Geoffrey Chaucer was a 14th century English poet and author, best known for The Canterbury Tales. These collection of stories are told by a motley crew of fictional characters on a pilgrimage from London to Canterbury. My favourite one is The Pardoner’s Tale.
The Pardoner is a malevolent and hypocritical character. He swindles poor people out of money, selling fake religious relics on the premise of pardoning sins and ensuring a better after-life. He is an expression of the corruption of the medieval Church.
But he tells a great story…
His tale is about three friends who are drinking and gambling together in a tavern when they hear about another friend who has been murdered by a thief called ‘Death’. They know he has killed many others before.
Emboldened by drink, they go from the tavern with the intent of finding Death and killing him to avenge their friend. They meet an old man who tells them they can find Death at the foot of a nearby oak tree.
At the tree, rather than a person, they find a large stash of gold coins. They promptly forget about their search and plot about how they will use their new found wealth.
They agree to sleep by the tree overnight and then take the money in the morning. One of them goes to get food and wine while the other two wait with the treasure.
But when their friend has gone, the two at the tree decide they would rather split the money in half than three-ways. They agree to kill their friend when he returns with the provisions, and share the money between them.
But the one who has got food and wine has similar thoughts. He decides he wants all the money for himself. So he adds rat poison to the wine that he has bought to kill the other two.
When he returns, the other two attack and kill their friend. They then sit down and drink the wine he bought. They die slow and painful deaths.
So what does this have to do with football?
I recalled this ancient story when listening to the news about the proposed European Super League. The richest football clubs in the world are seeking to create a money-making monopoly, cream off profits for themselves at the expense of their fellow clubs.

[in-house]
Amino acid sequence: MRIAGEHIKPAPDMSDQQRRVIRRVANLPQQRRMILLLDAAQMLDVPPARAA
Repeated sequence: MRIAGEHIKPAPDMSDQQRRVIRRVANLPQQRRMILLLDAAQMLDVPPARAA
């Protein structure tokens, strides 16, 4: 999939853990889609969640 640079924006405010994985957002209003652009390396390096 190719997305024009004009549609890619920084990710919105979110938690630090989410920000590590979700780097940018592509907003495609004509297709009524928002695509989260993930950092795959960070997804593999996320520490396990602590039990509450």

It is just like what the characters in the story do to split their spoils between less people.
The owners of these top clubs are billionaire businessmen who are hard as nails. Money, power and prestige is what motivates them. Tradition, history, authentic competition or sporting integrity mean little.
No professional sport is pure and least of all football. This latest controversy has not emerged out of nowhere. Over the last 30 years, its morality has got more and more murky with dodgy owners, dubious financial structures and paying players and agents obscene amounts whilst treating fans and club staff with contempt.
The willingness of the game to allow itself to be saturated by gambling sponsorship particularly aggrieves me because I know how easily gambling ruins lives. Professional football’s pretence to care about young people’s mental health while endlessly promoting such destructive and addictive ‘products’ sickens me.
Goodwill and dedication
But this Saturday, I watched my son play football in a hotly contested top-of-the-table clash in the FA U16 South London League. Some of the young men playing are in club academies and still harbour ambitions to ‘make it’ in the professional game. But this is football completely dependent on the good will, dedication and enthusiasm of volunteers. And it’s fantastic.
Grassroots sport is all about healthy rivalry, bravery, commitment, endeavour, teamwork, fun, bridging ethnic divides, accepting defeat and shaking hands with your opponents whatever the result. These are great lessons for young people.
I love my son playing football and am so grateful to the coaches who give so much of their time. And he loves it more than anything (sadly even more than cricket, but that’s another story…)
So however unhealthy, football does still have a heart. Its arteries may be clogged by greed and it may even need a transplant, but perhaps it’s not too late for a recovery which can see decent values restored at the heart of the game.
The furious response of fans, pundits, politicians and the ruling bodies give some hope. Maybe this is a battle that the money-men will lose.
The way of death
The message of The Pardoner’s Tale is that greed is the way of death. Ultimately, the lure of money corrodes what is good and ends up consuming what it is dependent on.
1300 years before Chaucer, St Paul wrote:
‘The love of money is the root of all kinds of evil’.
There is no wisdom more relevant to this proposed Super League. It is an idea rooted in the love of money, rather than any real love of the beautiful game.